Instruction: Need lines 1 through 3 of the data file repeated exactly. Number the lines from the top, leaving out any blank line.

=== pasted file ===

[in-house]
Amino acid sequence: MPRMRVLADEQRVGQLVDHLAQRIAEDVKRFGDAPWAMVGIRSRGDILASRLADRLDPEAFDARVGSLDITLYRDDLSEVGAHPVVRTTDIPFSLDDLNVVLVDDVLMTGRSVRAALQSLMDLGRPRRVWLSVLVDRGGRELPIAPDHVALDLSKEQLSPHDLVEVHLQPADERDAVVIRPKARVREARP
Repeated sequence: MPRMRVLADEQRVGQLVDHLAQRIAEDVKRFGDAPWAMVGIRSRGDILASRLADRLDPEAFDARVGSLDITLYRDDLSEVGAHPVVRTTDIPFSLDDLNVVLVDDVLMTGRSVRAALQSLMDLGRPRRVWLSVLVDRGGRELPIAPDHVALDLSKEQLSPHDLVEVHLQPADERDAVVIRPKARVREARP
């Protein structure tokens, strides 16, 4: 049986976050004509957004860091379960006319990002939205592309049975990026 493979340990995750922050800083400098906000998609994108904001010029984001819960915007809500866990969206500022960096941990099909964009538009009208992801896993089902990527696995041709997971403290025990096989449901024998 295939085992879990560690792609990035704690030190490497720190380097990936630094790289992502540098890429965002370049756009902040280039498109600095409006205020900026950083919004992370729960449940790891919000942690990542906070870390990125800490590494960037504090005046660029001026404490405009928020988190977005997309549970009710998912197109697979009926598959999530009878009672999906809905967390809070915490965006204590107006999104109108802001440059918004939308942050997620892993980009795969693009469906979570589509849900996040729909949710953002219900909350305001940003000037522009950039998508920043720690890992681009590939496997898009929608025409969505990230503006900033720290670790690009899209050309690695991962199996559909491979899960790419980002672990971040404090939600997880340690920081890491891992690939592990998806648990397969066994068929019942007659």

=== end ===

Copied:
[in-house]
Amino acid sequence: MPRMRVLADEQRVGQLVDHLAQRIAEDVKRFGDAPWAMVGIRSRGDILASRLADRLDPEAFDARVGSLDITLYRDDLSEVGAHPVVRTTDIPFSLDDLNVVLVDDVLMTGRSVRAALQSLMDLGRPRRVWLSVLVDRGGRELPIAPDHVALDLSKEQLSPHDLVEVHLQPADERDAVVIRPKARVREARP
Repeated sequence: MPRMRVLADEQRVGQLVDHLAQRIAEDVKRFGDAPWAMVGIRSRGDILASRLADRLDPEAFDARVGSLDITLYRDDLSEVGAHPVVRTTDIPFSLDDLNVVLVDDVLMTGRSVRAALQSLMDLGRPRRVWLSVLVDRGGRELPIAPDHVALDLSKEQLSPHDLVEVHLQPADERDAVVIRPKARVREARP